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Failure: The Gift that Nobody Likes and Everyone Needs (At Least, Sometimes)

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“I just don’t want to fail.” 

This was a fairly consistent refrain in my brain for a long, long time.  Well into adulthood, the fear of failing got in the way of enjoying so many experiences. Whether it was writing a test, being in an interview, trying a new recipe, or meeting new people, the idea of not measuring up, of not  fulfilling my vision of success (whatever that might have been), would prevent me from trying the experience at all, or from being fully present if I did give it a go. 

In the last week or so, the refrain has reared its head again.  

I am standing on the brink of a couple of new experiences, and the idea of failing has got me all of a dither. Both experiences are significant to me -- they could open up some opportunities that I have been waiting for and dreaming about for a while. So, you know, I’m a bit anxious. 

Here’s what I know from my past experiences in this particular arena -- the “fear of failure” arena: if I allow the voice of fear free reign, I cannot be present to what is happening beyond the fear. Not being present to what is happening will take me out of the experience -- and when I am out of the experience, when I am removed, I am not at my best. Which almost (not quite, but almost) guarantees that I will fail. 

You see, succeeding at anything requires you to be fully present, to give it your all, to be in a heightened state of awareness. In order to be fully present, there’s a bit of a catch-22 at play. On the one hand, you have to be aware of your fear, and to some degree, give it a voice. On the other hand, you cannot let that voice overpower the other voices: the voice of encouragement, the voice of reason, the voice of challenge, the voice of your dream. The voice of fear is only one voice that you can listen to; when it comes to success, heeding it over the other voices is rarely helpful.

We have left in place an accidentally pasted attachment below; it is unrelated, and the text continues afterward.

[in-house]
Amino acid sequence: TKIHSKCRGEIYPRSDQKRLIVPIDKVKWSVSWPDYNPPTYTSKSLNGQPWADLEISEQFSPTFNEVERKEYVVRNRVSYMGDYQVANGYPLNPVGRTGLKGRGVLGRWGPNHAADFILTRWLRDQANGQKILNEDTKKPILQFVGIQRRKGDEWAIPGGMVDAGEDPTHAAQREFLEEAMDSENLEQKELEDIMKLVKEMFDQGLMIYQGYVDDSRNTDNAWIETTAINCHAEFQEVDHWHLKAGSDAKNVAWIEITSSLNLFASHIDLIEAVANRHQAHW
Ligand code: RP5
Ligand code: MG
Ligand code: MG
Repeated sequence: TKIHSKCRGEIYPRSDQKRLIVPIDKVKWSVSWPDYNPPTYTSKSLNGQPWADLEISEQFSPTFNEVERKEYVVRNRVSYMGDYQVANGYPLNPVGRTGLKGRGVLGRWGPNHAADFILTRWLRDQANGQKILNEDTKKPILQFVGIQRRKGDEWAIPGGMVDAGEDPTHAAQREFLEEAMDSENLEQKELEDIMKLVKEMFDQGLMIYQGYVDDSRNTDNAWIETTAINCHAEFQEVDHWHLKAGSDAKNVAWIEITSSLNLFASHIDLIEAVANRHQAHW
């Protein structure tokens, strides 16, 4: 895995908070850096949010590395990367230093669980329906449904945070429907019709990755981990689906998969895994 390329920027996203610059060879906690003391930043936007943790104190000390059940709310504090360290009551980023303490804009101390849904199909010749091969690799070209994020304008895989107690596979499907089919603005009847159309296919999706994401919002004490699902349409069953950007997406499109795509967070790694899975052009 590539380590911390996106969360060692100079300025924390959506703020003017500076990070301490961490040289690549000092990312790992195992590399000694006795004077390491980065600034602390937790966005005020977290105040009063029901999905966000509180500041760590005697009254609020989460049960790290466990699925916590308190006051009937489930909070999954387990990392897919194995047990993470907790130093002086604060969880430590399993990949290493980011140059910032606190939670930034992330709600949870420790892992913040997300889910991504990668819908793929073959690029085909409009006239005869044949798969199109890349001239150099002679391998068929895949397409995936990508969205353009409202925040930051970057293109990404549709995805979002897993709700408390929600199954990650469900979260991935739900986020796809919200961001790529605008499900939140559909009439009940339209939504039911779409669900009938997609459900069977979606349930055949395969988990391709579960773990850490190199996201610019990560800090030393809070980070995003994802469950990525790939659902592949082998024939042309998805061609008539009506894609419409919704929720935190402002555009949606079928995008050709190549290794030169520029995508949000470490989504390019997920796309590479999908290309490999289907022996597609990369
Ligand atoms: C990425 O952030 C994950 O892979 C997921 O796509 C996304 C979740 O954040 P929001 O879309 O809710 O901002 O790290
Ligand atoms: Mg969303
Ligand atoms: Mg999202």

Understand: fear of failure in and of itself is not a bad thing. Actually, fear in general is not a bad thing. I’ve come to believe that fear is what tells me I have something to lose, that I have skin in the game, that I have something at stake. It’s a good sign that tells me this experience is important to me. My responsibility in the face of fear is to take the steps necessary to quiet the voice of fear, and turn up the dial on the voice of my dream, my vision of success, my goal.  

In the end, my vision may not become my reality. Circumstances may be such that I do, in fact, “fail.” If and when I fail, I must translate that failure into learning. In other words, failure doesn’t have to be a stopping point. Instead, it can be a brief pause, a moment of reflection, as you continue to move toward your dream.  

Don’t get me wrong; I know that none of us likes the feeling of failure. It’s disheartening when we don’t achieve or accomplish what we set out to do. That being said, it’s imperative that we neither let fear of failure stop us from stretching into new territory, nor let failure itself stop us from continuing our pursuit for the things that are important to us.  


Bottom-line: failure is going to happen. In light of this, it behooves us to recognize it for the gift that it presents -- a learning moment -- and then continue moving forward toward our goal. Failure isn’t a problem; instead, it can be a gift. Embrace the gift, as difficult as it might be, and keep moving towards your vision of success.